Push for more diversity of candidates in Gwynedd’s ‘democratic desert’
Gareth Wyn Williams, local democracy reporter
Gwynedd Council has backed moves to attract more people to stand as councillors after 2017 saw almost a third of members returned in the “democratic desert” without any election at all.
With the county’s representatives facing re-election next May, Thursday’s full council meeting saw members back a new diversity declaration which includes trying to persuade more people from different backgrounds to take the plunge and face the electorate.
Only 16 of the county’s 75 councillors are women, with not a single member under the age of 30, with women making up two of the ten member cabinet.
But of those 75, almost a third of councillors didn’t face any election at all in 2017 after being the only names put forward in their respective wards.
Topping the Electoral Reform Society’s “Democratic Desert” list of authorities, voters in 21 wards were not given a chance to cast their ballots at all last time out.
But the new declaration, to be formalised by the end of the year, will see Gwynedd commit to being a diverse authority by trying to increase the number of females, young people, disabled and ethnic minority who stand in elections.
Cllr Owain Williams said it was “a matter of concern” that so many councillors in Gwynedd were being elected unopposed.
Cllr Mike Stevens added, “With Gwynedd having the highest proportion of people walking in without any election, I wonder why that is?
“It seems to be the culture within our council, look at Ceredigion, Conwy, we find they’re dynamic counties with building going on and development, in Gwynedd very little happens.
“And I do wonder if it’s because of the attitude we have of senior officers to some of the councillors. It was said this morning at our meeting by a very senior councillor that she felt there was no respect from too many officers towards councillors.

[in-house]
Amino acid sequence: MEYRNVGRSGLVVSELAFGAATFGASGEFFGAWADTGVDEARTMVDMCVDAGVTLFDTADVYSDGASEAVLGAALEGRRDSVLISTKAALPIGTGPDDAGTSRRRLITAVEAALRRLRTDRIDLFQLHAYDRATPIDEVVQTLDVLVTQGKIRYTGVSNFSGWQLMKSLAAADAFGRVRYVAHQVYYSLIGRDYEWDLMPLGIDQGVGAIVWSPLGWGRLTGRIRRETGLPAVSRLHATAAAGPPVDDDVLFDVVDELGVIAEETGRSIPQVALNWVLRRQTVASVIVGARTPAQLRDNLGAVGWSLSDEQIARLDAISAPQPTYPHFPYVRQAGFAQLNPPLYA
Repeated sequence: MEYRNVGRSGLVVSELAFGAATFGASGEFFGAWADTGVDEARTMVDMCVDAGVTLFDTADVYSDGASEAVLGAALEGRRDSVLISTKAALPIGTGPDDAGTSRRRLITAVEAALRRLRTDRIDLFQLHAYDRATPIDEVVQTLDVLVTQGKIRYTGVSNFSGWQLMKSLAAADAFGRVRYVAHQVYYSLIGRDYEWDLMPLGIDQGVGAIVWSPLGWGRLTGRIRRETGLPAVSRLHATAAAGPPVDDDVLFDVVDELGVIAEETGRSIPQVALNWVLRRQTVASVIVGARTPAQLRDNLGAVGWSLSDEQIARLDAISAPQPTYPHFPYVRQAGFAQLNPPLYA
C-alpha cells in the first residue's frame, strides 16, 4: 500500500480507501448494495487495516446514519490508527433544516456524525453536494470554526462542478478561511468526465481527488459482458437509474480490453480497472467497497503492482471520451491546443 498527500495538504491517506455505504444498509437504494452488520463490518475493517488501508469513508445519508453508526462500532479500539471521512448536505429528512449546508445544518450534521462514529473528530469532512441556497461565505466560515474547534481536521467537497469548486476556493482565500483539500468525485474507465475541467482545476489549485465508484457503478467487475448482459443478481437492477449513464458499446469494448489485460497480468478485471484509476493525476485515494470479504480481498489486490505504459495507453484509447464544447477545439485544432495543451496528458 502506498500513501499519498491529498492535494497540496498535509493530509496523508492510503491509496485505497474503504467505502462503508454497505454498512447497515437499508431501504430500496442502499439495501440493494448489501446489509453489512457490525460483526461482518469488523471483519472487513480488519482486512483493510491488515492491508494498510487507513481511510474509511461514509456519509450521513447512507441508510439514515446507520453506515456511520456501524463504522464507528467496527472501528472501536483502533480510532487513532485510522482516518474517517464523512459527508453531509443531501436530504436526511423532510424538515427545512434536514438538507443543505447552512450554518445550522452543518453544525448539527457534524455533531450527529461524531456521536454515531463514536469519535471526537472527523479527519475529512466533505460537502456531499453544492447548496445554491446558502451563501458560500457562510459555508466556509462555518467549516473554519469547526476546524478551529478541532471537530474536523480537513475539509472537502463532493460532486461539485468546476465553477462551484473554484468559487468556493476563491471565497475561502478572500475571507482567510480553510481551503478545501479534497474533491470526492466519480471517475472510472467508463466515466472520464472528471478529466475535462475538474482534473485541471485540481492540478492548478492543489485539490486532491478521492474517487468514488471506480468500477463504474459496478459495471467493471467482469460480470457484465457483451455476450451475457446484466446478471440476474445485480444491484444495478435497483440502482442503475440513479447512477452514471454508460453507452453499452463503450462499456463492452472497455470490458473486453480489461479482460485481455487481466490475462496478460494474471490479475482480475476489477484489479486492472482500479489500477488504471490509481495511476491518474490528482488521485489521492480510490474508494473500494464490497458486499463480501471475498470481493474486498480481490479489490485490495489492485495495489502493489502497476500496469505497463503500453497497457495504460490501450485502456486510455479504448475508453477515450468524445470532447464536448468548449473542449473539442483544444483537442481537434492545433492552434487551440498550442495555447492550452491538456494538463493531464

“I do feel if that permeates this will get worse so I feel we need to change our mindset and culture a bit to make this more dynamic to encourage people from the LGB community and women, but perhaps they don’t stand because they have more sense than us pale, white males.”
Among other proposed actions will be providing more flexibility in council business by reviewing practical arrangements and encouraging all members to take up the allowances and salaries to which they are entitled.
Particularly referring to any reimbursement for costs of care, it was felt that providing all members with fair remuneration for their work would ensure that the role of members would not be limited to those who can afford it.
The report was presented on a joint basis by both the council and opposition leaders, Dyfrig Siencyn and Angela Russell.
Cllr Nia Jeffreys, the portfolio holder for corporate support and one of the two female cabinet members, said: “Its vital that we better reflect the communities we live, this declaration represents a public commitment in that regard.”
With 16 and 17 year old allowed to vote in May’s local elections, it was said that work was also underway to promote Gwynedd Democracy Week from October 18, including a virtual Question and Answer event for would-be candidates.
Cllr Elin Walker Jones added that she would like to see reference to people to people of colour and of various sexual backgrounds.
Cllr Catrin Wager added, “It was a matter of shock, as a new councillor in 2017, to see that only 23% of members were women and I believe that figure has dropped even further since then.
“As a party we have held events, but I’d also like to express frustration with the Welsh Government taking so long to formalise the ward boundaries which has slowed down the process of attracting candidates.”
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